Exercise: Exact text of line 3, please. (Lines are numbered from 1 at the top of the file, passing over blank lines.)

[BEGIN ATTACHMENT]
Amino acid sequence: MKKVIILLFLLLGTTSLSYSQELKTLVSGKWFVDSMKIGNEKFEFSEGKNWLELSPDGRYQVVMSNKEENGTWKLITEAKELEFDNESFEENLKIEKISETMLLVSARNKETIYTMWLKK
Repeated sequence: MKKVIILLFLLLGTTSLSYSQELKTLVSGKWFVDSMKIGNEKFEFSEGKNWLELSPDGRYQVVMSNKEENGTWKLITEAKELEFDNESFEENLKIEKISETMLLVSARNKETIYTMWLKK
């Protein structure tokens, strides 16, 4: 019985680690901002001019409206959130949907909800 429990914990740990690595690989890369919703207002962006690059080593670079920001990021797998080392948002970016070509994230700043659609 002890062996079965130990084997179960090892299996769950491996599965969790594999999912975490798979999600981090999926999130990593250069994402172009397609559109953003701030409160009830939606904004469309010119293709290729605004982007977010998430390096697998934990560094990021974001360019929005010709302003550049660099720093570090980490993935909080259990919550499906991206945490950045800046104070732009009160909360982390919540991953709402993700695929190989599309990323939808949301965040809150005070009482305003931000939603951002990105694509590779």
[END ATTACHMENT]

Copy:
């Protein structure tokens, strides 16, 4: 019985680690901002001019409206959130949907909800 429990914990740990690595690989890369919703207002962006690059080593670079920001990021797998080392948002970016070509994230700043659609 002890062996079965130990084997179960090892299996769950491996599965969790594999999912975490798979999600981090999926999130990593250069994402172009397609559109953003701030409160009830939606904004469309010119293709290729605004982007977010998430390096697998934990560094990021974001360019929005010709302003550049660099720093570090980490993935909080259990919550499906991206945490950045800046104070732009009160909360982390919540991953709402993700695929190989599309990323939808949301965040809150005070009482305003931000939603951002990105694509590779």